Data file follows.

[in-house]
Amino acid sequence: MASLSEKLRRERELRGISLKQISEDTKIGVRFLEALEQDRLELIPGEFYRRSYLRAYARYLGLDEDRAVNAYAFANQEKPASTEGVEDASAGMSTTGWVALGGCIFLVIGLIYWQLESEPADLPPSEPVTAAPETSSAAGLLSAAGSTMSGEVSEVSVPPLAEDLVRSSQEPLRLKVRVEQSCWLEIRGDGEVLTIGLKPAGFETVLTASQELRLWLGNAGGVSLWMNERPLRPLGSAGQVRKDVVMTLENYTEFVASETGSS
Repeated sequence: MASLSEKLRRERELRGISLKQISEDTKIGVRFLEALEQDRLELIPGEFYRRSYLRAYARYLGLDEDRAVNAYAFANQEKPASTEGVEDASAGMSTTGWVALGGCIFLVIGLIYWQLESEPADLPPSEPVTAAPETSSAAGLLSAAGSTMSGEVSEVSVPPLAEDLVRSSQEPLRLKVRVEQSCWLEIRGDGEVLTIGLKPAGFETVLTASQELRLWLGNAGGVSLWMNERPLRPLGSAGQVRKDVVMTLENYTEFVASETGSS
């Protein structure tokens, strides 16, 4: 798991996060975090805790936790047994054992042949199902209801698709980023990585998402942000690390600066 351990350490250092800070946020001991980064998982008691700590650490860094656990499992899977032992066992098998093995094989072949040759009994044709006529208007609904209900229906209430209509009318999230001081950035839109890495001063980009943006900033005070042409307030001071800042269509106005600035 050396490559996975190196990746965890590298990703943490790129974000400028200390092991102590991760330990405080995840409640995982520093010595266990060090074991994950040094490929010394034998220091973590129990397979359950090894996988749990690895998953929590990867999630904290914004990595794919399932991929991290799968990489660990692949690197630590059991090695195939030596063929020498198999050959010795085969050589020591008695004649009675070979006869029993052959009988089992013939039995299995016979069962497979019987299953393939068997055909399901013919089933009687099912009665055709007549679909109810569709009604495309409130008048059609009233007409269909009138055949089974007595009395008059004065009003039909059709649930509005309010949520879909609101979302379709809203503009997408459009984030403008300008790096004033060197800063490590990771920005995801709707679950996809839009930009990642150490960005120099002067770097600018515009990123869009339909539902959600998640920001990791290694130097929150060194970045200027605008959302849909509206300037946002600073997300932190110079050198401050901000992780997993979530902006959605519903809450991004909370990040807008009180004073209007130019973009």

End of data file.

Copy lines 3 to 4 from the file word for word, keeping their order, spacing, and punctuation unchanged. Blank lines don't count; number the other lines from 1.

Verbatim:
Repeated sequence: MASLSEKLRRERELRGISLKQISEDTKIGVRFLEALEQDRLELIPGEFYRRSYLRAYARYLGLDEDRAVNAYAFANQEKPASTEGVEDASAGMSTTGWVALGGCIFLVIGLIYWQLESEPADLPPSEPVTAAPETSSAAGLLSAAGSTMSGEVSEVSVPPLAEDLVRSSQEPLRLKVRVEQSCWLEIRGDGEVLTIGLKPAGFETVLTASQELRLWLGNAGGVSLWMNERPLRPLGSAGQVRKDVVMTLENYTEFVASETGSS
């Protein structure tokens, strides 16, 4: 798991996060975090805790936790047994054992042949199902209801698709980023990585998402942000690390600066 351990350490250092800070946020001991980064998982008691700590650490860094656990499992899977032992066992098998093995094989072949040759009994044709006529208007609904209900229906209430209509009318999230001081950035839109890495001063980009943006900033005070042409307030001071800042269509106005600035 050396490559996975190196990746965890590298990703943490790129974000400028200390092991102590991760330990405080995840409640995982520093010595266990060090074991994950040094490929010394034998220091973590129990397979359950090894996988749990690895998953929590990867999630904290914004990595794919399932991929991290799968990489660990692949690197630590059991090695195939030596063929020498198999050959010795085969050589020591008695004649009675070979006869029993052959009988089992013939039995299995016979069962497979019987299953393939068997055909399901013919089933009687099912009665055709007549679909109810569709009604495309409130008048059609009233007409269909009138055949089974007595009395008059004065009003039909059709649930509005309010949520879909609101979302379709809203503009997408459009984030403008300008790096004033060197800063490590990771920005995801709707679950996809839009930009990642150490960005120099002067770097600018515009990123869009339909539902959600998640920001990791290694130097929150060194970045200027605008959302849909509206300037946002600073997300932190110079050198401050901000992780997993979530902006959605519903809450991004909370990040807008009180004073209007130019973009």